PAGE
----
Some Limited Partnerships are eligible investments for ‘Deferred Plans’.

A ‘Deferred Plan’ is an investment account that allows for taxes to be deferred or paid at a later date. Two common examples of Deferred Plans are Registered Retirement Savings Plans (RRSP) and Tax Free Savings Accounts (TFSA).


Growth vs. Income Options
Limited Partnerships can be structured for Growth or Income, or a combination of both.


An Income-focused Limited Partnership will pay out periodic (i.e. quarterly, annual, monthly) payments to its investors. Some investors are looking for regular income (i.e. those who are retired), and an Income-focused Limited Partnership can be an excellent choice.


A Growth-focused Limited Partnership makes most or all of its payments to investors at the end of the term. This allows more of the invested capital to work for a longer period of time, and this structure is intended to generate higher overall returns. For investors looking for higher potential returns and those without a need for regular income (i.e. RRSP or TFSA investments), a Growth-focused Limited Partnership is often a preferred choice.

Mortgage Syndication

FLAT is the new UP

by Colin Keddy


Given the varying performance of the stock market over the last few years, it is encouraging to see the TSX trending upward lately. That said, investors are likely concerned with a continuing low returns that have dominated the market for the last half decade. In this “flat is the new up” environment investors are looking for options with the promises of better returns and many are

hoping that the syndicate mortgage market will provide the returns they seek.


Unlike a traditional mortgage when a bank lends money to an individual to purchase a home, syndicate mortgages are private loans that come from groups of investors that are typically lent to developers in the pre-construction phase. As banks are inclined to lend less and less, the market of syndicate mortgage has become big business with big profit. Like any investment there are risks and not all offerings are equal.


A Syndicate mortgage can diversify your portfolio and the following are some things to consider:


1. Where is this project in the development stage? Getting a project “shovel ready” requires a lot of work. There are permits, entitlements from city council and environmental concerns as well as a number of other factors. Many companies have raised money before these critical stages receive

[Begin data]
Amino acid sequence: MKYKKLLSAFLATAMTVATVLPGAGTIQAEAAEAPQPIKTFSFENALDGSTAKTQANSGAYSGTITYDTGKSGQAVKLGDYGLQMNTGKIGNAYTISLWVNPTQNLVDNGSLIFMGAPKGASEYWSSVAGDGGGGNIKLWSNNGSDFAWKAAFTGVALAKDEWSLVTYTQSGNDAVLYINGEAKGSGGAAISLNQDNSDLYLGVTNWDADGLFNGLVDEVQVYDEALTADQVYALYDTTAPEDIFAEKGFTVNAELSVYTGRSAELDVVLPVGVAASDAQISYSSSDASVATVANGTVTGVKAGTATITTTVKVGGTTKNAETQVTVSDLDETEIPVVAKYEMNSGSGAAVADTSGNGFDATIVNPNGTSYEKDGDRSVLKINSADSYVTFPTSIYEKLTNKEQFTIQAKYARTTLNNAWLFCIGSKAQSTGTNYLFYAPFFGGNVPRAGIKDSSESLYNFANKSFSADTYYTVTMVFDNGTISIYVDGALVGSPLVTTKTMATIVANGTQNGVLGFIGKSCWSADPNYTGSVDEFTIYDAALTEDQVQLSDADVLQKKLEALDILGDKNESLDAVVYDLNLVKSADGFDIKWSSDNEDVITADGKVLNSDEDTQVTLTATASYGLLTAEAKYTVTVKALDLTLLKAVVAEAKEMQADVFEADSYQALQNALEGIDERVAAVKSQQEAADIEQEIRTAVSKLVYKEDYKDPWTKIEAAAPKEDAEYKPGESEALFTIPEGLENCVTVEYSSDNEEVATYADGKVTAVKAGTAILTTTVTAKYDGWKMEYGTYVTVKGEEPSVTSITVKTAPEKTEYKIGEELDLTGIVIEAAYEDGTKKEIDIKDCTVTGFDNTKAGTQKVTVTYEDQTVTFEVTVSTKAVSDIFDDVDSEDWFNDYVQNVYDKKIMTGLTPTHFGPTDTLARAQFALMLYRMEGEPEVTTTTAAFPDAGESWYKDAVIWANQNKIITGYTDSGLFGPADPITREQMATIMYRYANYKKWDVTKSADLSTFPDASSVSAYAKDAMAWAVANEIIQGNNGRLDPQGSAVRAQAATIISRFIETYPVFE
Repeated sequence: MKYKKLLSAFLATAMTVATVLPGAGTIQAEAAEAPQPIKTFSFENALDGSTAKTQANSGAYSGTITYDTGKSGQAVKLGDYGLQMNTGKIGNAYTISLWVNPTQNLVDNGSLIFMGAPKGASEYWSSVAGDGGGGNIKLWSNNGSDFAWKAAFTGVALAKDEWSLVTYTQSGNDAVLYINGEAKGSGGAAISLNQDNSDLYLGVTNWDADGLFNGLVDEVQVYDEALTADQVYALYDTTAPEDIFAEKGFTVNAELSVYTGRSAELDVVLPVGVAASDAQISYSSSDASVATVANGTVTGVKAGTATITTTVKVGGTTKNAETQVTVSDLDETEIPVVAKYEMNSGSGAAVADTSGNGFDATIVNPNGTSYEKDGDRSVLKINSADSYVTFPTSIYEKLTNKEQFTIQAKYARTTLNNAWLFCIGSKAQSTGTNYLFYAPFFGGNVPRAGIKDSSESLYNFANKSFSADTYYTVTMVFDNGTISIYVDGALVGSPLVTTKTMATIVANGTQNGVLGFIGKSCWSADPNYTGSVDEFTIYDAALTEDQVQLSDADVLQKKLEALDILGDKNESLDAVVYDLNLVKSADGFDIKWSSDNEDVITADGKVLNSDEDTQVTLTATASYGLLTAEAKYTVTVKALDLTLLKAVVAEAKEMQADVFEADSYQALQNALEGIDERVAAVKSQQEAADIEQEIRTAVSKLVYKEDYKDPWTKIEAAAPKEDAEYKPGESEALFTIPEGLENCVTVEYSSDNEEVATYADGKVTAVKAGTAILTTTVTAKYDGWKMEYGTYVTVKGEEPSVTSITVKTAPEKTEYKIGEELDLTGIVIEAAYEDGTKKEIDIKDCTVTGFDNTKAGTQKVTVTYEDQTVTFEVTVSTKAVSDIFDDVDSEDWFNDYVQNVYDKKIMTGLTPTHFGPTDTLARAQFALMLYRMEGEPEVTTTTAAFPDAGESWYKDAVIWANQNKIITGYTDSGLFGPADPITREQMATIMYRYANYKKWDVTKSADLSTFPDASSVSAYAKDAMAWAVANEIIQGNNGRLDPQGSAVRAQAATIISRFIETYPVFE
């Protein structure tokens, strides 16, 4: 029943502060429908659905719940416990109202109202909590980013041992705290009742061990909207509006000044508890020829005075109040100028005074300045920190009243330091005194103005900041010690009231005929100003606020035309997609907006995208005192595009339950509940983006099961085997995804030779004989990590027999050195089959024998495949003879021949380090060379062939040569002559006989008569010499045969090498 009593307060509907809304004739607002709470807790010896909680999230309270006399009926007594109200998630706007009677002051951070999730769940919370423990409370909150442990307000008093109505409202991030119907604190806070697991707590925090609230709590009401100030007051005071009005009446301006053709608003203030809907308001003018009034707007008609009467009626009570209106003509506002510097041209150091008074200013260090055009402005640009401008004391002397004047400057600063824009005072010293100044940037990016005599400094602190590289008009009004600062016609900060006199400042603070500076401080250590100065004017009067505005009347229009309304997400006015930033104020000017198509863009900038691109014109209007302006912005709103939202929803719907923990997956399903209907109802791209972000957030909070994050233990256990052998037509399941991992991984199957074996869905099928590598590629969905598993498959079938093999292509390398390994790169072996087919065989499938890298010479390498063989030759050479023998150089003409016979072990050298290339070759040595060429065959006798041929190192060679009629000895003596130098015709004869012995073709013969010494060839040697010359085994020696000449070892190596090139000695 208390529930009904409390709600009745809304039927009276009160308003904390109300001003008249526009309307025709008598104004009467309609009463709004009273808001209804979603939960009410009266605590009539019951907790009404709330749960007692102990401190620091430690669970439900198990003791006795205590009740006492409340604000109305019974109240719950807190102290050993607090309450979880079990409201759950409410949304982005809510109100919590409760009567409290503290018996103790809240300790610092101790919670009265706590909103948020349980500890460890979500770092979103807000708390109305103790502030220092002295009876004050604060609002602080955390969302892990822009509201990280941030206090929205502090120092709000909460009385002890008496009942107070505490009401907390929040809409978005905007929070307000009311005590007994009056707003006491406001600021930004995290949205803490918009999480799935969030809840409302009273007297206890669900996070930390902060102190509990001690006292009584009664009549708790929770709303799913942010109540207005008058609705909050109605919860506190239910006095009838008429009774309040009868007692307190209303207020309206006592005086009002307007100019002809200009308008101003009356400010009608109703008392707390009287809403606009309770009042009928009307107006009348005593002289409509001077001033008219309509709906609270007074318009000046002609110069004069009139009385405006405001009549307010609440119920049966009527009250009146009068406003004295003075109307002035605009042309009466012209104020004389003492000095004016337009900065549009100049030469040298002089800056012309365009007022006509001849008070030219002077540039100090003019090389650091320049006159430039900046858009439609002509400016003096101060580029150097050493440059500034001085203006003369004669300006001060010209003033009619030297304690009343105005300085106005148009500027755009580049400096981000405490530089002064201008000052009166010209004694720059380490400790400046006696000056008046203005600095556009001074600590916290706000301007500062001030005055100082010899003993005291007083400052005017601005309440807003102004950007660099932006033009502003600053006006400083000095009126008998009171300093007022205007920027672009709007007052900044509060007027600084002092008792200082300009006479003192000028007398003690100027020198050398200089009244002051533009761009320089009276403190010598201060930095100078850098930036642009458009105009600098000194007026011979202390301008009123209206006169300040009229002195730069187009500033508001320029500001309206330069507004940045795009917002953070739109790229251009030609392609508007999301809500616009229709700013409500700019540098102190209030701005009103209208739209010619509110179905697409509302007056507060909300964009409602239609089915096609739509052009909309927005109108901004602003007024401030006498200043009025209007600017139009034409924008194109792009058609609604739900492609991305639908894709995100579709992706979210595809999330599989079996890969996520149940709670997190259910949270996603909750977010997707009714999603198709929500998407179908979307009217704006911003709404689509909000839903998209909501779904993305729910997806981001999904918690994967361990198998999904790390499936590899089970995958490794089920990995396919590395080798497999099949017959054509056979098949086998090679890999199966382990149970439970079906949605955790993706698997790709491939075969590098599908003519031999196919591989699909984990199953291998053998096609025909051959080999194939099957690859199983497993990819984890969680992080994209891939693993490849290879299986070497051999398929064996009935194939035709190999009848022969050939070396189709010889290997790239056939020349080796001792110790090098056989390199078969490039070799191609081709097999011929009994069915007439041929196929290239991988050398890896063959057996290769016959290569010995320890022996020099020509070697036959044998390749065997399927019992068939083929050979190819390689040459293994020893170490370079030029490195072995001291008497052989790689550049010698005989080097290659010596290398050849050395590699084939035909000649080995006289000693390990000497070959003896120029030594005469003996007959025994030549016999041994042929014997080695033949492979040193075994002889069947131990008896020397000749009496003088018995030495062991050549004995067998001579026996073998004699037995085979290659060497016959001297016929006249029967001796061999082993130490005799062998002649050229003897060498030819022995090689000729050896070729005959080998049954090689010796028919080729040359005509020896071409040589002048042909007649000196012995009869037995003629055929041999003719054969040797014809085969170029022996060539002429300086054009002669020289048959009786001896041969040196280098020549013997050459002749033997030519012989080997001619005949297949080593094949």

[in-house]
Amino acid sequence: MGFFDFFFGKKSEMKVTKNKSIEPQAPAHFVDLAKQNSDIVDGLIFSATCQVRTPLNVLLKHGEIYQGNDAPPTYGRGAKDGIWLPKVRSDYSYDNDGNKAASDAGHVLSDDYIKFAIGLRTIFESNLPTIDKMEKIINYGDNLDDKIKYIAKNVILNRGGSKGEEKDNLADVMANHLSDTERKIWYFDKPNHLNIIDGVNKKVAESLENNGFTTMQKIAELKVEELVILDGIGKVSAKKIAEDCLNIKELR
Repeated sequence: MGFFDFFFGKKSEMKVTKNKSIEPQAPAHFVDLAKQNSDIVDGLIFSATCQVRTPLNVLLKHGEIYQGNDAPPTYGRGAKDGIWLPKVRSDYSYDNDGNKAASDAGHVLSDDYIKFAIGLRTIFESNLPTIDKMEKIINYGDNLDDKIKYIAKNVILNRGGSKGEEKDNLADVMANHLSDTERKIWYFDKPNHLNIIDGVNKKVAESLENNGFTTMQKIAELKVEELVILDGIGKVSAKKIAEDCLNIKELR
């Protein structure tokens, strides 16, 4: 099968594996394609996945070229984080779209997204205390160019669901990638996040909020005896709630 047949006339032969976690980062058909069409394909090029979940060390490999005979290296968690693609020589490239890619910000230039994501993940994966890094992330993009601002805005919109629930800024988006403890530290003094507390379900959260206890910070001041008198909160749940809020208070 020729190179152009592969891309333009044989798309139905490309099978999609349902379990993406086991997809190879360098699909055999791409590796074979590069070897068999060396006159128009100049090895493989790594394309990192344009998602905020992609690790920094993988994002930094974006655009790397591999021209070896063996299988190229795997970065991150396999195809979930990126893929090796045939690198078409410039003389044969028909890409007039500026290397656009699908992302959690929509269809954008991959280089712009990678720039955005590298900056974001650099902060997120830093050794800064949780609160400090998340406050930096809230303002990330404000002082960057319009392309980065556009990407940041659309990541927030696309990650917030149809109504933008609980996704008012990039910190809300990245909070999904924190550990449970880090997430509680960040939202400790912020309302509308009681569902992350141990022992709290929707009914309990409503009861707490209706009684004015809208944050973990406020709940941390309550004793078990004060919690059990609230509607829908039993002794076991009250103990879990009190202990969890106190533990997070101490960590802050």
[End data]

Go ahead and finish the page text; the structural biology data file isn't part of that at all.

approval and that could mean major delays or the possibility of the project not moving forward at all.


2. Is the developer’s interest in line with mine? There are offerings where developers have invested their own personal capital and have put  themselves in 3rd position behind the bank and you, the investor. This does not ensure the success of the project but it is an indication they believe in their product.


3. Track record. The past experience of the project builder and the developer is a success indicator. If the project is on time, on budget and the developer has a history of returning principal and interest to investors this is also a positive indication. Salespeople may not voluntarily offer information about unpaid interest and lost capital so ask the hard questions.


4. Dig deeper. Don’t believe everything you hear or settle for surface level information. Investigative and fraud prevention firms, such as Inquisit Solutions Inc., will conduct a full forensic

accounting of the criminal and business history of an individual. Larry O’Brien, Founder of Inquisit,

and former Mayor of Ottawa was recently quoted as saying: “You need to identify fraud before it

begins. Even if you are right and litigate, how much justice can you afford, and will you even

recover what is lost?”


5. Market suitability. While the saying “location, location, location” is true there are other details

to consider. Is the area over-developed? What is the demand? Is the region heavily impacted by